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Childhood Depression Is on the Rise, Pediatricians Develop Strategies

Childhood Depression Is on the Rise, Pediatricians Develop Strategies
Sumi Nair Privia

Between 2010 and 2015, the number of teens exhibiting symptoms of depression surged 31 percent, teen suicide attempts increased 23 percent, and suicide among 13 to 18 year-olds jumped 31 percent. The rise in depression and suicide among teens isn’t just making national headlines, it’s also finding its way into pop culture. Netflix’s hit show “13 Reasons Why” – exploring a young girl’s challenges with depression – reinvigorated a national conversation around mental health of adolescents in the United States.

In an effort to explore how independent pediatricians are tackling this issue among their patient panels, I sat down several pediatricians in Privia Medical Group to learn more.

Through this research I found that PMG providers are responding to the rise in teen depression by making optimal use of the group’s proprietary Electronic Health Record (EHR) and creating their own innovative solutions, such as in-house mental health services for their patients.

What are some ways providers are properly identifying mental health needs and appropriately targeting the correct population?

Steven Brown, MD – Primary Pediatrics (Laurel, MD)
“Previously, the exchange of information from hospitals and specialists was inadequate, especially when it came to mental health issues. Many times, I have been surprised at a well-child visit or consult visit to learn that my patient had been admitted to a psychiatric unit without me being informed. Privia’s use of their proprietary EHR is making it much easier to receive timely information by making admission, discharge, and transfer (ADT) feeds readily available and easy to access.”

Elizabeth Flynn, MD – Manassas Pediatrics in Virginia (Manassas, VA)
“The availability of the PHQ-2/9 in our customized EHR has been the biggest asset to us. Before Privia, we had to print the questionnaires and hand them to the patient and then enter the information manually, but that was was cumbersome and hard to remember to do. Now, I have the Quality Management tab, which acts as a reminder to have the patient complete the questionnaires. Discussions about depression are easier to document.”

How are providers ensuring that children with mental health needs are being seen in a timely manner? What resources can be provided at the community level to address the increase in mental health needs?

Valorie Anlage, MD – Primary Pediatrics (Laurel, MD)
“It’s a huge problem when a teenager gets hospitalized for suicidal gestures, yet upon discharge, cannot get an appointment with a psychiatrist due to lack of availability or lack of appropriate coverage from their insurance,” said Dr. Valorie Anlage.

She emphasized that providers and patients need access to the appropriate resources to help coordinate care.

Steven Brown, MD – Primary Pediatrics (Laurel, MD)
“We saw some advances in resource allocation after joining Privia. Our participation in Blue Cross Blue Shield’s Patient-Centered Medical Home (PCMH) program has given us access to patient care coordinators who help find necessary and appropriate care while expediting the process of booking appointment. Continued coordination of care is part of the program.”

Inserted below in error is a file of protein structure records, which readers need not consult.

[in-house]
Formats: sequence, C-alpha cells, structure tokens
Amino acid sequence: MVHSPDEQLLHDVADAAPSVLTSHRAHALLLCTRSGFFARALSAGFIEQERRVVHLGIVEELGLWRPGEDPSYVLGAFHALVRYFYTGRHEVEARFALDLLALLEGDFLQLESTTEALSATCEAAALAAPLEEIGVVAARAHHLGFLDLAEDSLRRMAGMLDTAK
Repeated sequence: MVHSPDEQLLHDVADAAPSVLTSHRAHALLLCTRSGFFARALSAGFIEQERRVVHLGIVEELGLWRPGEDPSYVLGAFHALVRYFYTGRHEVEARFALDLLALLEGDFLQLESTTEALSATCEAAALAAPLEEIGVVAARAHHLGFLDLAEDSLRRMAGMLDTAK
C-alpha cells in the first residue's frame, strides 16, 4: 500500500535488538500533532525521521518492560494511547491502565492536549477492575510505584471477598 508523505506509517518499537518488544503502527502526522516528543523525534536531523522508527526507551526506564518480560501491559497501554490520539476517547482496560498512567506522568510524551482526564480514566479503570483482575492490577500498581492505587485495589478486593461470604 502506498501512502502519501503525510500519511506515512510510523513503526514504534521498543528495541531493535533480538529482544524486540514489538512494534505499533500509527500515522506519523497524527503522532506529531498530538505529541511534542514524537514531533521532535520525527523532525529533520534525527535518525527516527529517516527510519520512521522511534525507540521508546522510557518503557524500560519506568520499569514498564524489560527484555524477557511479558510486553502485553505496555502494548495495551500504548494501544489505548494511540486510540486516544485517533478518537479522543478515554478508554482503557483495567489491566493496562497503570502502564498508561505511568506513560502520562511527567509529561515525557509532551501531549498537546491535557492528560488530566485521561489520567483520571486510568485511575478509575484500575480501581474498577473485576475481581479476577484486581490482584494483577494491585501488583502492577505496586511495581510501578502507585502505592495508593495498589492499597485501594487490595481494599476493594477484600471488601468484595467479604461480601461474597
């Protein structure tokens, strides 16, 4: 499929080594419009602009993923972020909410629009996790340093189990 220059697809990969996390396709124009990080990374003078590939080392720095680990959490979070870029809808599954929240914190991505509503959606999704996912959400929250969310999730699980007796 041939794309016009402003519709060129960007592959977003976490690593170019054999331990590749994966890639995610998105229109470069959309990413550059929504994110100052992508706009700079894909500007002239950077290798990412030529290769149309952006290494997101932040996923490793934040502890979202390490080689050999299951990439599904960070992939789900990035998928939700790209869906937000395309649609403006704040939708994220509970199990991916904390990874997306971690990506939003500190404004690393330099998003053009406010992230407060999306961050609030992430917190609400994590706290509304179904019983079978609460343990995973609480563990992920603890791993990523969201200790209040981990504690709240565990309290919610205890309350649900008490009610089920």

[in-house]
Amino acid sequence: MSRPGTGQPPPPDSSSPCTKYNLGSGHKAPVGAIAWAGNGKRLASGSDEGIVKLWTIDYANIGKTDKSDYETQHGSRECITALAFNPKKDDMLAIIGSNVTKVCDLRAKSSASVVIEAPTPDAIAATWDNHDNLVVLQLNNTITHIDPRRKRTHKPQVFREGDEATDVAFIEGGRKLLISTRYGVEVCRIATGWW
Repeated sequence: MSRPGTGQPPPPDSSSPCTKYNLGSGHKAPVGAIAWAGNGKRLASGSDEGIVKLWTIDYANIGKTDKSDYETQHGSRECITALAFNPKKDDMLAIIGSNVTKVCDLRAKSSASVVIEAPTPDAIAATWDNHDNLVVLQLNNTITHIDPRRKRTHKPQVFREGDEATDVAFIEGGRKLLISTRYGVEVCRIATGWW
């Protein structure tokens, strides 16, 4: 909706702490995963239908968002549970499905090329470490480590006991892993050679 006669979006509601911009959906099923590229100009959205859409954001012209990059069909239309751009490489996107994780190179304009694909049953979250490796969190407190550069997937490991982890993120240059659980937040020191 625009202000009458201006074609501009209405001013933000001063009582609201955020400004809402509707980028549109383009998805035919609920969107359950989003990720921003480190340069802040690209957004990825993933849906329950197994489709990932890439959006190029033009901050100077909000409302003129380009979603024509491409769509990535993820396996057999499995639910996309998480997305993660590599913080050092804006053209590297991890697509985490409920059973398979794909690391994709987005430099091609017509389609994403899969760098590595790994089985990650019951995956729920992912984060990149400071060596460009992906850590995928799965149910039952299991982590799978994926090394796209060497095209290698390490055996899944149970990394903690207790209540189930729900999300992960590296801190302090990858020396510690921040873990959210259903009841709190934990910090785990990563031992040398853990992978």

Some providers are also developing their own innovative solutions by offering in-house mental health services for their patients. For instance, Primary Pediatrics recently hired a mental health counselor who provides convenient access for patients and facilitates communication of diagnosis and treatment plans between the practitioner and the counselor. There are various models of providing this service, including having the counselor as a separate provider that the practice bills for their services. “In our case, the counselor is a separate entity who provides their own billing and scheduling, but performs services under our roof,” Dr. Brown explained. “It’s a win-win solution for everyone.”

For providers located in the Washington, D.C. region, the University of Maryland’s BHIPP (Behavioral Health Integration in Pediatric Primary Care) is an option that allows providers to call anytime with the patient’s information and request a counselor. Within hours, BHIPP will provide a list of places where the patient can access immediate counseling. BHIPP uses the patient’s insurance to see what is covered and will search for referrals that have availability. The BHIPP program even allows provider-to-provider coordination. Having access to a psychiatrist via a quick phone call allows for optimal coordination, where the PCP can manage the patient’s medications while the patient sees the therapist at an appropriate frequency.

How can physicians learn from each other?

Pediatricians within Privia Medical Group meet quarterly for their Pediatric Collaborative to discuss trends in their quality metrics within value-based contracts, opportunities for business development specific to pediatricians, and how to further develop their referrals to cost-efficient and quality physicians within the PMG network.

Steven Brown, MD – Primary Pediatrics (Laurel, MD)
“Pediatric Collaborative meetings have been instrumental in driving improvement in the mental health arena. Currently, we are tackling ADHD on our agenda and are spearheading further discussions about other mental health issues in order to improve care in this growing area of concern.”

Source: Increases in Depressive Symptoms, Suicide-Related Outcomes, and Suicide Rates Among U.S. Adolescents After 2010 and Links to Increased New Media Screen Time

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